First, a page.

John 8:12 Again, Jesus spoke to them, saying, “I am the light of the world. Whoever follows Me shall not walk in the darkness but shall have the light of life.
The theme of light and darkness runs throughout the Bible, but it is most notable in the Gospel of John. Jesus says the phrase “I am” over a hundred times in various contexts but there are seven I AM statements that follow a pattern and are especially memorable because of how Jesus illustrates himself in objects. The first one is light.
Imagine being in a completely dark pitch-black forest that is cold and quiet. Imagine the fear and panic a person would feel. Now imagine suddenly a bright light appears in the distance. What would your reaction be? Relief? You would start running towards it going from wandering aimlessly without direction to now being guided by this light towards its origin. You have a destination and purpose. This very literal illustration is what sits behind Jesus’s metaphorical illustration that He is the light of the world.
Light shows us our way
Jesus tells us in scripture that many will not recognise the truth because they walk in darkness. In Psalms, the Word of God is praised for being like a light to our feet to guide us among the paths. Jesus embodies that because he is the Word. Through his teachings and example that is recorded in our Bibles, we can follow Him as though He is our guiding light.
Psalm 119:105 Your word is a lamp to my feet And a light to my path.
Light shows us our sins
In John 3 Jesus speaks to Nicodemus around the theme of light and darkness as well. He says that those who do not believe, in other words, reject Him, choose to wander in darkness. Picture someone plotting something nefarious. It is better done at night because it is more difficult to see. A criminal can more easily lurk around in the dense shadows of the night unseen. Believers walk in the light so that our sin is clearly seen by us, especially so that we may be convicted of those sins and turn from them.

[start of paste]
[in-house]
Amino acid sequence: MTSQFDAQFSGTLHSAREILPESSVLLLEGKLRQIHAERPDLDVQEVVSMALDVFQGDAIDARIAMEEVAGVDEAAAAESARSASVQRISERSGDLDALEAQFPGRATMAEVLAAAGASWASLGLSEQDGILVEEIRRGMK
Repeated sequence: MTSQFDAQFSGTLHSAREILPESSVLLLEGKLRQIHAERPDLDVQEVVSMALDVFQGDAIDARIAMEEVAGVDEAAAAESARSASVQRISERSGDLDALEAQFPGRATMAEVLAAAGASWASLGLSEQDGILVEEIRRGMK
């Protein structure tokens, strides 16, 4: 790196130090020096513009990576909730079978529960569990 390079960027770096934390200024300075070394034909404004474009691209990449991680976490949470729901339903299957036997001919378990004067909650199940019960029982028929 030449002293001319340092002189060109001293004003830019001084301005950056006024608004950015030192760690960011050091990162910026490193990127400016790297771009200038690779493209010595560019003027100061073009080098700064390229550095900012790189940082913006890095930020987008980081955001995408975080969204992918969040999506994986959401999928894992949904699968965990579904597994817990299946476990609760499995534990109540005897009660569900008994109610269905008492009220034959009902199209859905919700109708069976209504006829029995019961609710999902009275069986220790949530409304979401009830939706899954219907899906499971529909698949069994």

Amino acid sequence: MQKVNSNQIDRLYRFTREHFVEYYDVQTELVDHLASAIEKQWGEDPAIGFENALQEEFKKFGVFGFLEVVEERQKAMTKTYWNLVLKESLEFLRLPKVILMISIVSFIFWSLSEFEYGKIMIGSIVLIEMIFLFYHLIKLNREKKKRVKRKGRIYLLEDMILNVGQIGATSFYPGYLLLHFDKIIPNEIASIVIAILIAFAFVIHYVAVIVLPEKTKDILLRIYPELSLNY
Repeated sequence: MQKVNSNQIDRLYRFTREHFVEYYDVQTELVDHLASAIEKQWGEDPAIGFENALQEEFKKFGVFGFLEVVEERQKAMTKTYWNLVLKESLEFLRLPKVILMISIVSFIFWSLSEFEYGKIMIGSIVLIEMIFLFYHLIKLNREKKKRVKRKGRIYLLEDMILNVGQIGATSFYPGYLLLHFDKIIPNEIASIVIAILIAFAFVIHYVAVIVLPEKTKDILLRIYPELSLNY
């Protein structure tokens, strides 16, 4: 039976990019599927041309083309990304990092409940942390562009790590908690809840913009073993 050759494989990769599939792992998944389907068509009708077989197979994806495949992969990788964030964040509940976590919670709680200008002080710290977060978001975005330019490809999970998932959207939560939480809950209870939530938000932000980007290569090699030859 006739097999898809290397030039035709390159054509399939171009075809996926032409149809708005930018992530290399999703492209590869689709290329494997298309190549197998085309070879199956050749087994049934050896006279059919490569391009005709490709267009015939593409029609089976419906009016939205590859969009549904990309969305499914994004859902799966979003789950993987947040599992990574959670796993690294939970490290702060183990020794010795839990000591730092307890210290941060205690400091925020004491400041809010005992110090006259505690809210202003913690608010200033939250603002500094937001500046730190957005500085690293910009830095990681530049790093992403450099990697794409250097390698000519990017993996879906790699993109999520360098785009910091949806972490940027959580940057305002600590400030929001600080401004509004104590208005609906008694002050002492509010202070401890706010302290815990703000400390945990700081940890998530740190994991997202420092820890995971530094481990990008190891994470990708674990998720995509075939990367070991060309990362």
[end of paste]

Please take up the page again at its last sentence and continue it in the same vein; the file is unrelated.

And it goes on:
John 3:19-20 This is the verdict, that light has come into the world, and men loved darkness rather than light, because their deeds were evil. For everyone who does evil hates the light and does not come to the light, lest his deeds should be exposed.
Being a light to the world
In Matthew, the great sermon on the mount Jesus compares us to light. Not as sources but a reflection of His light and he also says that when we reflect His light we are like a city on a hill.
Matthew 5:14-16 “You are the light of the world. A city that is set on a hill cannot be hidden. Neither do men light a candle and put it under a basket, but on a candlestick. And it gives light to all who are in the house. Let your light so shine before men that they may see your good works and glorify your Father who is in heaven.
If we examine this illustration, we see that a city does not consist of one singular massive light but a collective of many lights. The more lights there are the brighter they all seem together and the further away they can be seen from. This is true for the local churches as well. When we are united in one body with Christ as our head. We are not only individually reflecting God’s glory but together as well.